Since, in accordance with the invention, the averaging of the individual measurements is only carried out on the basis of the comparatively few characteristic points in time, the invention permits a dramatic increase in sensitivity, without a correspondingly large effort for measurement and evaluation simultaneously being required. Tests starting from a practically realizable configuration of a distance measurement apparatus have shown that approximately 60 noise pulses per 100 m range are to be expected with a receiver threshold lying at the center of the noise.

The increase in sensitivity in accordance with the invention opens up an abundance of new sensor designs and applications for distance measurement which were previously not possible and which will be looked at in more detail at another point.

This foray into previously unattained regions is therefore achieved—expressed in graphic terms—in that the invention internalizes the advantages of a complete utilization of information by taking account of the total analog received signal—as with the continuous measurement in this respect—and the advantages of a data reduction by restriction to characteristic events—as with the event measurement in this respect. This takes place in accordance with the invention in that the analog received signal is admittedly evaluated continuously, on the one hand, but only with respect to the events represented by the specific points in time, on the other hand.

For this reason, the invention is also called a “continuous event measurement”, abbreviated as CEM.

Advantageous embodiments of the invention are recited in the dependent claims, in the description and in the drawings.

In accordance with the invention, an individual measurement can be generated for each transmitted radiation pulse. Sufficient time is available in each case between the transmission of two sequential radiation pulses even at high pulse frequencies to be able to process the individual measurement resulting from the earlier radiation pulse due to the restriction in accordance with the invention to the characteristic points in time.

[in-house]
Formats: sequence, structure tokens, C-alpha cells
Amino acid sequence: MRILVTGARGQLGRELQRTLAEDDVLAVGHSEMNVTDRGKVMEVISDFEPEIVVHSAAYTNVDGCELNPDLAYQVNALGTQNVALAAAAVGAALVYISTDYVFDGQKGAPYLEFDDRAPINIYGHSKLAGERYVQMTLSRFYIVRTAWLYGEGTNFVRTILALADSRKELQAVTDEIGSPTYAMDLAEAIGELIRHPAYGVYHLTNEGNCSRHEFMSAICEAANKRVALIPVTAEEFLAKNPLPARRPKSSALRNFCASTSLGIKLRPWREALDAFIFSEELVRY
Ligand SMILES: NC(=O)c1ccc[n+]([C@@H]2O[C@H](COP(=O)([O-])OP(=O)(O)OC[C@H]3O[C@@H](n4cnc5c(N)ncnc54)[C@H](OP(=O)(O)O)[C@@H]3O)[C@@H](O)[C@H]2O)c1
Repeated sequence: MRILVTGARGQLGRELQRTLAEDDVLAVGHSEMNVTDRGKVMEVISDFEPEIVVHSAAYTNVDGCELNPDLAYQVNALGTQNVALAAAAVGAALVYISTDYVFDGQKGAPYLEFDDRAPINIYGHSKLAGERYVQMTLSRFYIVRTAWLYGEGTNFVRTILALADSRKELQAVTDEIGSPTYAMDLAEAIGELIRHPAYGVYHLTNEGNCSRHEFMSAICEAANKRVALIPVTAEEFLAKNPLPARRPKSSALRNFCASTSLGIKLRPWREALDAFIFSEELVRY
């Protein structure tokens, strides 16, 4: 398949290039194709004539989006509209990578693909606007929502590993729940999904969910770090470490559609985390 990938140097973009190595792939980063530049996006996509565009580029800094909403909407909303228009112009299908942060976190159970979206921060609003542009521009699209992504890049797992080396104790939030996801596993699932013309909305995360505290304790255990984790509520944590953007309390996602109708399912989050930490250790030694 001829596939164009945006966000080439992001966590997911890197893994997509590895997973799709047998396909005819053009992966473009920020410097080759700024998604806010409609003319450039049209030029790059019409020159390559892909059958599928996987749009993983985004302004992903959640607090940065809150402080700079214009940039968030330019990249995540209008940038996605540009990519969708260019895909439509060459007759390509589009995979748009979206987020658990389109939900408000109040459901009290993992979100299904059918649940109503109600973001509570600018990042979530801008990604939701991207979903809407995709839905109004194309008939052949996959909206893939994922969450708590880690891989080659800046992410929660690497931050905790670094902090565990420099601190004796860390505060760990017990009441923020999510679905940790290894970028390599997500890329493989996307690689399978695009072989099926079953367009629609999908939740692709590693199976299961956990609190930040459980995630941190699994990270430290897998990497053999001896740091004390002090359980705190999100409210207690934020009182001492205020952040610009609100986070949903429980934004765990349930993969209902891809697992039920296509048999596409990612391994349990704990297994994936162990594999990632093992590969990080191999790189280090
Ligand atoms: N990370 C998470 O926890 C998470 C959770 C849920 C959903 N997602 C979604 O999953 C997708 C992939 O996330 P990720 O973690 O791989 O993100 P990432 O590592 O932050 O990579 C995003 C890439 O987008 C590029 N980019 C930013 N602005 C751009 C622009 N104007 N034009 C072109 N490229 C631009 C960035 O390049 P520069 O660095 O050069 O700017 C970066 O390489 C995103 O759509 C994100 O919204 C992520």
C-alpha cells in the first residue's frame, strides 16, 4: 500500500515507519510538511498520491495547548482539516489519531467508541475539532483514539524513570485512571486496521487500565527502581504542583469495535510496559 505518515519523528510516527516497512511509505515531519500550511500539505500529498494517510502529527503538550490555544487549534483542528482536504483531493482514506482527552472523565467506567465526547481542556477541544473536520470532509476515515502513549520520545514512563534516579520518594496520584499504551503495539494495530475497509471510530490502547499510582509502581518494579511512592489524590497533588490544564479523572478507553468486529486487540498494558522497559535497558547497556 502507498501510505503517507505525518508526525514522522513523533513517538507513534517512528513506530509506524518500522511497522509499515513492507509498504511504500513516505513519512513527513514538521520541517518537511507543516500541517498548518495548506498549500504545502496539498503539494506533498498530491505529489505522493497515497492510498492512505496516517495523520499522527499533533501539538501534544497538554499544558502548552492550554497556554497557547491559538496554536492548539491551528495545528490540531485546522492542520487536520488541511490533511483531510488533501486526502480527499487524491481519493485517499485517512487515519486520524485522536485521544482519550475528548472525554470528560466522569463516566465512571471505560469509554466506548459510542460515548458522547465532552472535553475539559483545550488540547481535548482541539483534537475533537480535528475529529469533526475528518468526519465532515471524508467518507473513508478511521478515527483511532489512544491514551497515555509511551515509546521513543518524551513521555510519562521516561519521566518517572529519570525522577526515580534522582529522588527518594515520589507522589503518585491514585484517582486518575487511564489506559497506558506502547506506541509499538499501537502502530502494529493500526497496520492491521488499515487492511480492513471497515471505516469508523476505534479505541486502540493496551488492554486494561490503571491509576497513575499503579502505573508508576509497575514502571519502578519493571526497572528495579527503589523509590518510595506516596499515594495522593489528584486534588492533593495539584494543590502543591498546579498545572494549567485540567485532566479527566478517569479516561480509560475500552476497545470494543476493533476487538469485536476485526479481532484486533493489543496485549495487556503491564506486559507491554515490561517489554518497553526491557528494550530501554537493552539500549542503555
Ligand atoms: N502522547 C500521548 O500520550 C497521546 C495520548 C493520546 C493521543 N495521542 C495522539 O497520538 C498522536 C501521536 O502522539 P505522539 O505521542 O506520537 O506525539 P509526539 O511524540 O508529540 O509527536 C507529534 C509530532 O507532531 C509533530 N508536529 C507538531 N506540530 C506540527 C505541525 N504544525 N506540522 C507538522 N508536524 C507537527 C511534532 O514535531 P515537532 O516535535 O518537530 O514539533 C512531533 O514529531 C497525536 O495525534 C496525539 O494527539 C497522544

The position of the threshold of the receiver can be adapted to the respective application. The further the threshold of the receiver is placed into the noise, i.e. the lower the threshold is set, the smaller the signals which can still be detected. At the same time, however, the averaging effort increases which has to be carried out to separate the small signals from the noise, since the threshold of the receiver is passed through by the flanks of the noise pulse the more frequently, i.e. the individual measurements comprise a number of points in time which is the larger, the lower the threshold of the receiver is set. The gain in sensitivity therefore takes place at the price of a higher averaging effort, with this averaging effort, however, in accordance with the invention, still lying under that of the continuous measurement initially explained by orders of magnitude since, even in the case of a threshold of the receiver lying at 0 NEP, only the specific characteristic points in time are still used in accordance with the invention.

The threshold of the receiver can be set differently in dependence on the respective application, in particular in dependence on the averaging effort and/or on the detection sensitivity. The number of noise pulses per time unit can serve as the measure for a change in the receiver threshold to be carried out, for example, while therefore taking account of the speed of light per unit of length. This measure can be derived from the measured values, e.g. from the density of the specific points in time in the individual measurements.

The generation and the averaging of the individual measurements and also the detection of the changes in the noise preferably take place by means of a software-aided evaluation method.